Attorney Misconduct, Benchslaps, Drugs, Minority Issues, Racism, SCOTUS, Screw-Ups, Sonia Sotomayor, Stephen Breyer, Texas, Trials, U.S. Attorneys Offices

Benchslap of the Day: Justice Sotomayor Thinks You Should Turn Off Your Racist Light Bulb

Justice Sotomayor: you wouldn’t like her when she’s angry.

As we recently observed, Justice Sonia Sotomayor could be thought of as the people’s justice. The Wise Latina is also the Warm Latina.

Justice Sotomayor shows up on Sesame Street as well as One First Street. She hugs little girls on her book tour. She hires law clerks from outside the top 14 law schools.

But you need to stay on her good side; if you tick her off, woe unto you. Let’s check out the Beloved World (affiliate link) — of pain — that Her Honor just inflicted on a federal prosecutor down in Texas….

As we mentioned in Morning Docket, yesterday Justice Sotomayor took the unusual step of issuing a statement on a certiorari denial. The vast majority of cert denials are issued without comment, but not the one in Calhoun v. United States.

Here’s the start of Justice Sotomayor’s statement (joined by Justice Stephen Breyer, which surprised me; I would have expected Justice Ruth Bader Ginsburg instead):

I write to dispel any doubt whether the Court’s denial of certiorari should be understood to signal our tolerance of a federal prosecutor’s racially charged remark. It should not.

So what was the remark? During the drug conspiracy trial of petitioner Bongani Charles Calhoun, who is African-American, the prosecutor said the following while cross-examining Calhoun:

You’ve got African-Americans, you’ve got Hispanics, you’ve got a bag full of money. Does that tell you — a light bulb doesn’t go off in your head and say, This is a drug deal?

Aww man. Talk about a case of foot in mouth disease. You see a bunch of white prosecutors in a criminal trial, and a light bulb doesn’t go off that something RACEIST™ is going down?

After offering a brief history of race baiting in the legal system, Justice Sotomayor continues:

It is deeply disappointing to see a representative of the United States resort to this base tactic more than a decade into the 21st century. Such conduct diminishes the dignity of our criminal justice system and undermines respect for the rule of law. We expect the Government to seek justice, not to fan the flames of fear and prejudice. In discharging the duties of his office in this case, the Assistant United States Attorney for the Western District of Texas missed the mark.

Justice Sotomayor refrains from naming the AUSA in question, and early news reports omitted his name too. But Ken of Popehat, who believes that misbehaving prosecutors should be called out by name more frequently, was happy to identify him as Sam Ponder. Consider this reason #8,437 why Samantha Steele shouldn’t have changed her name.

Justice Sotomayor’s statement concludes with words for AUSA Ponder to ponder: “I hope never to see a case like this again.”

Ouch. But in fairness to Sam Ponder, one of our Western District of Texas tipsters — and not a member of the U.S. Attorney’s Office, it should be noted — piped up in his defense:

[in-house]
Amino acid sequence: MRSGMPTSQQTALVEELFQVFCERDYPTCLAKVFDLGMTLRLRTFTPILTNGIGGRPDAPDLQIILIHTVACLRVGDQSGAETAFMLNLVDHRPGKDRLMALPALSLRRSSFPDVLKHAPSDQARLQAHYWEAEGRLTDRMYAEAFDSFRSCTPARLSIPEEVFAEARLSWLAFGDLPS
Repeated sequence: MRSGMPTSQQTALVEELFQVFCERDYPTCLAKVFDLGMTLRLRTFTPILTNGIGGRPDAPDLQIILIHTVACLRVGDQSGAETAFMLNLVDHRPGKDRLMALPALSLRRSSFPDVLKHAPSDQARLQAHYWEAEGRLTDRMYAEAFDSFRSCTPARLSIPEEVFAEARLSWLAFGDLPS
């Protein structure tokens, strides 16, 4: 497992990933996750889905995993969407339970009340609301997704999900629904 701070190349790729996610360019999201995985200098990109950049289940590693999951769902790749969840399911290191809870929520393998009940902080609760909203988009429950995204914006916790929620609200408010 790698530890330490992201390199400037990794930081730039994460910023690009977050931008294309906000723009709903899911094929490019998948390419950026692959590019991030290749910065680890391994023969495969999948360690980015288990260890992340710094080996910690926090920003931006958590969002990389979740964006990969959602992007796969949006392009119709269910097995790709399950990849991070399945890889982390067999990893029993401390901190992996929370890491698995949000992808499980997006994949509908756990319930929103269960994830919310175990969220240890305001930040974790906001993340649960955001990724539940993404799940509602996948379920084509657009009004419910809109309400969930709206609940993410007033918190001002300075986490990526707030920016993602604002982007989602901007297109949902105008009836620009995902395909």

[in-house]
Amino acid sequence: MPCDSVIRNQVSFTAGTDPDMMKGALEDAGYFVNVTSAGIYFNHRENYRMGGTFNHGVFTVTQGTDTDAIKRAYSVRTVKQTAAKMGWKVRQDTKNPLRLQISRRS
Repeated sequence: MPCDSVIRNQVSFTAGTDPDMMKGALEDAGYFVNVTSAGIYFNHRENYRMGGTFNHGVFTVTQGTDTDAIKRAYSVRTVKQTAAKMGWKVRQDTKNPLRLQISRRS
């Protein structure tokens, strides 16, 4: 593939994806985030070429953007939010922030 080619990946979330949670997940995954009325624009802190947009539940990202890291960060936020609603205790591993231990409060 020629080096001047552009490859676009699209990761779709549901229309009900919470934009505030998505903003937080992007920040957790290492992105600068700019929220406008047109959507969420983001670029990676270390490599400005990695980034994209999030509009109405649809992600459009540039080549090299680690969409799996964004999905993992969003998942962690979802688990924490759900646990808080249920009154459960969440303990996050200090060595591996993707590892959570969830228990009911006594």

I have met this attorney several times, and wouldn’t have expected he be involved in something like this. He is a pretty well-known AUSA here at the federal courthouse. He is very capable, and very respectful generally. The federal courthouse here [in San Antonio] is virtually entirely staffed with Hispanic lawyers and judges, deputy clerks, court reporters, etc., so it really doesn’t make sense that he would purposefully make such a point in open court. I feel like this maybe made more sense in context, or wasn’t meant to have the discriminatory meaning it was given.

What does Sam Ponder have to say for himself? Here’s what he told the San Antonio Express-News:

Ponder said he was just trying to put into context for the jury the scenario Calhoun was describing and to point out how his story didn’t add up.

“It was just one of those throw-out questions based on the people he described being in the room,” Ponder said. “It could have been phrased a little better.”

You can say that again — and again, and again. Ponder should stick to prosecuting, because his defensive advocacy isn’t very persuasive.

Ponder would have been better off saying, “I am very, very sorry. I blurted these words out unthinkingly during cross-examination of the defendant, one of the most sensitive and stressful parts of a criminal trial. Maybe the high stakes and the stress of trial brought out some unconscious racism in me. I am signing up immediately for sensitivity training classes.”

“This is just explanation, not excuse. Again, I am so deeply, deeply sorry. I deserve no points, and may God have mercy on my soul.”

Naming and Shaming: Federal Prosecutor Edition: Assistant United States Attorney Sam L. Ponder [Popehat]
2 justices rip S.A. assistant federal attorney [San Antonio Express-News]
Justice Sotomayor Chastises U.S. Attorney For Race Baiting In Drug Case [NPR via Morning Docket]
Calhoun v. United States: Statement Respecting the Denial of Certiorari [Supreme Court of the United States]

Earlier: It’s Justice Sotomayor’s Beloved World; The Rest Of Us Are Just Living In It (Plus Tales From Her Honor’s Neighbors)

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